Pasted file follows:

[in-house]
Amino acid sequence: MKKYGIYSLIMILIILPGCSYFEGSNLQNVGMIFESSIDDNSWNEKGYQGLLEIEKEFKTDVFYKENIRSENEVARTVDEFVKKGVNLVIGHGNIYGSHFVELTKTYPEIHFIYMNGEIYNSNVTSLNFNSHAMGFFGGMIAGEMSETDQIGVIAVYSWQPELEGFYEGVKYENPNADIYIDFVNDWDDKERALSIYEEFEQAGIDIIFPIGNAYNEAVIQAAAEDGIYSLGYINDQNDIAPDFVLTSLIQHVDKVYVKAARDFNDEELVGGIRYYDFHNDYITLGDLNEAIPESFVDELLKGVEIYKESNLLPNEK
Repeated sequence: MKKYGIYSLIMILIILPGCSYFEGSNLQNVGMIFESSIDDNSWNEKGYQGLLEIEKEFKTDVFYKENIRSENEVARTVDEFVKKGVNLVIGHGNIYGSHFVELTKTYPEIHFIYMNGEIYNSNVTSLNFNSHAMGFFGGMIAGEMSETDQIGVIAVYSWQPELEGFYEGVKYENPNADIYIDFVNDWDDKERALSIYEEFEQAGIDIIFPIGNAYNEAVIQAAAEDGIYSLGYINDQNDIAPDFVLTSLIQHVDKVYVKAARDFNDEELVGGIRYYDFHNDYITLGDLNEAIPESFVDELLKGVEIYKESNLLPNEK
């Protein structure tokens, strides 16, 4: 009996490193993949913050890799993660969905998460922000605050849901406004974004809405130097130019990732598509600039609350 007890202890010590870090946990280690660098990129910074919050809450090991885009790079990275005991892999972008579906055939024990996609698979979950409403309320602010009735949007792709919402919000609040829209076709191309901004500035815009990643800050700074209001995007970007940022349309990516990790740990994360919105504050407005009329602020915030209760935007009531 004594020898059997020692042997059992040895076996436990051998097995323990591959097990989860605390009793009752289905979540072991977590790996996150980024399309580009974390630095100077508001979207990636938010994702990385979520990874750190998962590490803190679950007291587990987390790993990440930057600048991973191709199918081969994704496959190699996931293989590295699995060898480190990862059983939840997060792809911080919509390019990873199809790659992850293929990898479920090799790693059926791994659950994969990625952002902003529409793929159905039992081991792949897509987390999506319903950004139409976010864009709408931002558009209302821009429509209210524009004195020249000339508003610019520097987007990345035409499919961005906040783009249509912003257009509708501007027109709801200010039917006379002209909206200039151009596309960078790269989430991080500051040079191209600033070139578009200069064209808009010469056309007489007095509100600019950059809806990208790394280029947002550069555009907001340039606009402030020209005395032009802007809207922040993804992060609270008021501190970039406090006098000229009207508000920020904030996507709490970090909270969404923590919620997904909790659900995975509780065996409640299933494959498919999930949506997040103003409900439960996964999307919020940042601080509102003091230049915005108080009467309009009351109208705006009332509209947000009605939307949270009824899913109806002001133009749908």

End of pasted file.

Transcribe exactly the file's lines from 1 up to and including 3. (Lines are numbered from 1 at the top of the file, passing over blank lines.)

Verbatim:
[in-house]
Amino acid sequence: MKKYGIYSLIMILIILPGCSYFEGSNLQNVGMIFESSIDDNSWNEKGYQGLLEIEKEFKTDVFYKENIRSENEVARTVDEFVKKGVNLVIGHGNIYGSHFVELTKTYPEIHFIYMNGEIYNSNVTSLNFNSHAMGFFGGMIAGEMSETDQIGVIAVYSWQPELEGFYEGVKYENPNADIYIDFVNDWDDKERALSIYEEFEQAGIDIIFPIGNAYNEAVIQAAAEDGIYSLGYINDQNDIAPDFVLTSLIQHVDKVYVKAARDFNDEELVGGIRYYDFHNDYITLGDLNEAIPESFVDELLKGVEIYKESNLLPNEK
Repeated sequence: MKKYGIYSLIMILIILPGCSYFEGSNLQNVGMIFESSIDDNSWNEKGYQGLLEIEKEFKTDVFYKENIRSENEVARTVDEFVKKGVNLVIGHGNIYGSHFVELTKTYPEIHFIYMNGEIYNSNVTSLNFNSHAMGFFGGMIAGEMSETDQIGVIAVYSWQPELEGFYEGVKYENPNADIYIDFVNDWDDKERALSIYEEFEQAGIDIIFPIGNAYNEAVIQAAAEDGIYSLGYINDQNDIAPDFVLTSLIQHVDKVYVKAARDFNDEELVGGIRYYDFHNDYITLGDLNEAIPESFVDELLKGVEIYKESNLLPNEK